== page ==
Conversion Tracking PixelsWe may use conversion tracking pixels from advertising networks such as Google AdWords, Bing Ads, and Facebook in order to identify when an advertisement has successfully resulted in the desired action, such as signing up for the HubPages Service or publishing an article on the HubPages Service.
    Author Google AnalyticsThis is used to provide traffic data and reports to the authors of articles on the HubPages Service. (Privacy Policy)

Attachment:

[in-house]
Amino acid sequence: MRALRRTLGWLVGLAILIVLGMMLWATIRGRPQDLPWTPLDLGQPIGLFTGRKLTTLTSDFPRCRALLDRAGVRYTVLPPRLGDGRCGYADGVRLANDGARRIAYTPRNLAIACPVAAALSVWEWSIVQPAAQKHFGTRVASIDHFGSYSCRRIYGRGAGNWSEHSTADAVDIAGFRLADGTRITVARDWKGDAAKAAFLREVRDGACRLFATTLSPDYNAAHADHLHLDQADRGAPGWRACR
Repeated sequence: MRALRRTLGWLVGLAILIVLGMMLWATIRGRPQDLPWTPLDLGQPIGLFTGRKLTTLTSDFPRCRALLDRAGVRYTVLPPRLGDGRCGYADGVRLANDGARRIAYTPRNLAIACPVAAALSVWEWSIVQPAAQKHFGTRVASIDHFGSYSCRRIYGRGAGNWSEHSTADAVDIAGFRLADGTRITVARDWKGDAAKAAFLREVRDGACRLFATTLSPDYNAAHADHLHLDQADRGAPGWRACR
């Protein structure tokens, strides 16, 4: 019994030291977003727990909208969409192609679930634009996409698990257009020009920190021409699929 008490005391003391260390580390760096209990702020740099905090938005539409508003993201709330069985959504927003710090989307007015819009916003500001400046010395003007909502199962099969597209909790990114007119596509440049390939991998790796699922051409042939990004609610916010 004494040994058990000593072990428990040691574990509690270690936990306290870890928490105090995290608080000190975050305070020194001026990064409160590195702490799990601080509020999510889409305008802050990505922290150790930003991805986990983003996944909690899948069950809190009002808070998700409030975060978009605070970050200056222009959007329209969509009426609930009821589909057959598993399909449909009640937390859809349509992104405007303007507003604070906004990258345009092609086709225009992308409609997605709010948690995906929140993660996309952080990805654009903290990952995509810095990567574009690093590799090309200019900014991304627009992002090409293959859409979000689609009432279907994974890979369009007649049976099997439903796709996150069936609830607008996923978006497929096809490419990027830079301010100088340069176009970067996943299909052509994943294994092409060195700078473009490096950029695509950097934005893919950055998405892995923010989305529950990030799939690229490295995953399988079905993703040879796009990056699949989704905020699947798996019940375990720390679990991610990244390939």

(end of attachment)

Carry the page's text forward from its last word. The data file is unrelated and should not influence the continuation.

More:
ComscoreComScore is a media measurement and analytics company providing marketing data and analytics to enterprises, media and advertising agencies, and publishers. Non-consent will result in ComScore only processing obfuscated personal data. (Privacy Policy)
    Amazon Tracking PixelSome articles display amazon products as part of the Amazon Affiliate program, this pixel provides traffic statistics for those products (Privacy Policy)